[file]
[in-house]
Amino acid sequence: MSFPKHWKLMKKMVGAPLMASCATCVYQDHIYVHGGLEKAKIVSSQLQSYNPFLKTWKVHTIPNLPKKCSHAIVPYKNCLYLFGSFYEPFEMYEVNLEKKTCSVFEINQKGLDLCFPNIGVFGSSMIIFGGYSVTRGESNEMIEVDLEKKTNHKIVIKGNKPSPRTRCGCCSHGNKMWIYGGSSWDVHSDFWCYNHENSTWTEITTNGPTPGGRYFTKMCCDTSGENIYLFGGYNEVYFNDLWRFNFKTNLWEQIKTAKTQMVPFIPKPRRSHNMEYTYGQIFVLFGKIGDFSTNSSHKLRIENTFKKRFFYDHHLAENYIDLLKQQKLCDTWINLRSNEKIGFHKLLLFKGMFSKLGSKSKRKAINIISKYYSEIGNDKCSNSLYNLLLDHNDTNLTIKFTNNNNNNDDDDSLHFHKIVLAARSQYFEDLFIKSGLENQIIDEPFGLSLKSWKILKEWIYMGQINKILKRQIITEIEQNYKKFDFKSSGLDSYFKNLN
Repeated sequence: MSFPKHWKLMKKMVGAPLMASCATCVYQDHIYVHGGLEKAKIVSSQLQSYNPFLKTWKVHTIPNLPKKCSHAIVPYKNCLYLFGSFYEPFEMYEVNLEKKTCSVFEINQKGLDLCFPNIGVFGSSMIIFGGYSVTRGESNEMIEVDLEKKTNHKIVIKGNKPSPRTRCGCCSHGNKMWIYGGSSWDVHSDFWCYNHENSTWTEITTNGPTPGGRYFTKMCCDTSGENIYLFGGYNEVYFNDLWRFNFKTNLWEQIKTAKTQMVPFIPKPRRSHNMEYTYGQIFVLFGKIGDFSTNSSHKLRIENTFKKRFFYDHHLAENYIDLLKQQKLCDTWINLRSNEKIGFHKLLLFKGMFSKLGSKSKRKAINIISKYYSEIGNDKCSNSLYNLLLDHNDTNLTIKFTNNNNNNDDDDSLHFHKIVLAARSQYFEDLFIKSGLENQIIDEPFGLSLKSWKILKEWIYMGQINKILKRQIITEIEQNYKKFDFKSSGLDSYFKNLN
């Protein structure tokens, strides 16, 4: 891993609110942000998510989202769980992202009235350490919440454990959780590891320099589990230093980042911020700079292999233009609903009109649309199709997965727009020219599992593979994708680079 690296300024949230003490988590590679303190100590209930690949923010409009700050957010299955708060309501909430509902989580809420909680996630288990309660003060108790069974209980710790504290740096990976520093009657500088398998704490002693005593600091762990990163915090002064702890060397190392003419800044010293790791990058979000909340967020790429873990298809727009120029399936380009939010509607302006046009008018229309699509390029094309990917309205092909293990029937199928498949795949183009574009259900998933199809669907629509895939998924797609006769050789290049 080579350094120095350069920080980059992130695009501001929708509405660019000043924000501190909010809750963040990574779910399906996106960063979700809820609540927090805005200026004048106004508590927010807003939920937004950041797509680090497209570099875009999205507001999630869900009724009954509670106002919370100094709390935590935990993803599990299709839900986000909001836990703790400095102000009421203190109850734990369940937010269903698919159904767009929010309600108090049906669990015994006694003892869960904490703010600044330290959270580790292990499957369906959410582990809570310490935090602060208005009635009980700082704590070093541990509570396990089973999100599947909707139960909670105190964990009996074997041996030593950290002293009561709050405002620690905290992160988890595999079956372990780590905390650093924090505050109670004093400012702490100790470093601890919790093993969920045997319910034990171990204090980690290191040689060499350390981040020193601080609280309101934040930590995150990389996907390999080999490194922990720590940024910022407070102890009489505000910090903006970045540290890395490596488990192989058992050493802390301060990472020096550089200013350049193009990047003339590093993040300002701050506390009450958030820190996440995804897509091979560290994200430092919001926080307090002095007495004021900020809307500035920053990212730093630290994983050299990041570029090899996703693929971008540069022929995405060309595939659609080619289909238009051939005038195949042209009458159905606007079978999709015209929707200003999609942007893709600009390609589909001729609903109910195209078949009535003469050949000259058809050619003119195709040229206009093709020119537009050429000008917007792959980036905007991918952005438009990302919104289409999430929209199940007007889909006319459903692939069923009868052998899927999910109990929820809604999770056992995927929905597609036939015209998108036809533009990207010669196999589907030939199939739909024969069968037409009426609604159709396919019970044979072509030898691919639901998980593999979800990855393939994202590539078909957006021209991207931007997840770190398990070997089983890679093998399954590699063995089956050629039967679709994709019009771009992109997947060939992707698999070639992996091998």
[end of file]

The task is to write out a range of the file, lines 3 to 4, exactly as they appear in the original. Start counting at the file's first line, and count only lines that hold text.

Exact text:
Repeated sequence: MSFPKHWKLMKKMVGAPLMASCATCVYQDHIYVHGGLEKAKIVSSQLQSYNPFLKTWKVHTIPNLPKKCSHAIVPYKNCLYLFGSFYEPFEMYEVNLEKKTCSVFEINQKGLDLCFPNIGVFGSSMIIFGGYSVTRGESNEMIEVDLEKKTNHKIVIKGNKPSPRTRCGCCSHGNKMWIYGGSSWDVHSDFWCYNHENSTWTEITTNGPTPGGRYFTKMCCDTSGENIYLFGGYNEVYFNDLWRFNFKTNLWEQIKTAKTQMVPFIPKPRRSHNMEYTYGQIFVLFGKIGDFSTNSSHKLRIENTFKKRFFYDHHLAENYIDLLKQQKLCDTWINLRSNEKIGFHKLLLFKGMFSKLGSKSKRKAINIISKYYSEIGNDKCSNSLYNLLLDHNDTNLTIKFTNNNNNNDDDDSLHFHKIVLAARSQYFEDLFIKSGLENQIIDEPFGLSLKSWKILKEWIYMGQINKILKRQIITEIEQNYKKFDFKSSGLDSYFKNLN
């Protein structure tokens, strides 16, 4: 891993609110942000998510989202769980992202009235350490919440454990959780590891320099589990230093980042911020700079292999233009609903009109649309199709997965727009020219599992593979994708680079 690296300024949230003490988590590679303190100590209930690949923010409009700050957010299955708060309501909430509902989580809420909680996630288990309660003060108790069974209980710790504290740096990976520093009657500088398998704490002693005593600091762990990163915090002064702890060397190392003419800044010293790791990058979000909340967020790429873990298809727009120029399936380009939010509607302006046009008018229309699509390029094309990917309205092909293990029937199928498949795949183009574009259900998933199809669907629509895939998924797609006769050789290049 080579350094120095350069920080980059992130695009501001929708509405660019000043924000501190909010809750963040990574779910399906996106960063979700809820609540927090805005200026004048106004508590927010807003939920937004950041797509680090497209570099875009999205507001999630869900009724009954509670106002919370100094709390935590935990993803599990299709839900986000909001836990703790400095102000009421203190109850734990369940937010269903698919159904767009929010309600108090049906669990015994006694003892869960904490703010600044330290959270580790292990499957369906959410582990809570310490935090602060208005009635009980700082704590070093541990509570396990089973999100599947909707139960909670105190964990009996074997041996030593950290002293009561709050405002620690905290992160988890595999079956372990780590905390650093924090505050109670004093400012702490100790470093601890919790093993969920045997319910034990171990204090980690290191040689060499350390981040020193601080609280309101934040930590995150990389996907390999080999490194922990720590940024910022407070102890009489505000910090903006970045540290890395490596488990192989058992050493802390301060990472020096550089200013350049193009990047003339590093993040300002701050506390009450958030820190996440995804897509091979560290994200430092919001926080307090002095007495004021900020809307500035920053990212730093630290994983050299990041570029090899996703693929971008540069022929995405060309595939659609080619289909238009051939005038195949042209009458159905606007079978999709015209929707200003999609942007893709600009390609589909001729609903109910195209078949009535003469050949000259058809050619003119195709040229206009093709020119537009050429000008917007792959980036905007991918952005438009990302919104289409999430929209199940007007889909006319459903692939069923009868052998899927999910109990929820809604999770056992995927929905597609036939015209998108036809533009990207010669196999589907030939199939739909024969069968037409009426609604159709396919019970044979072509030898691919639901998980593999979800990855393939994202590539078909957006021209991207931007997840770190398990070997089983890679093998399954590699063995089956050629039967679709994709019009771009992109997947060939992707698999070639992996091998």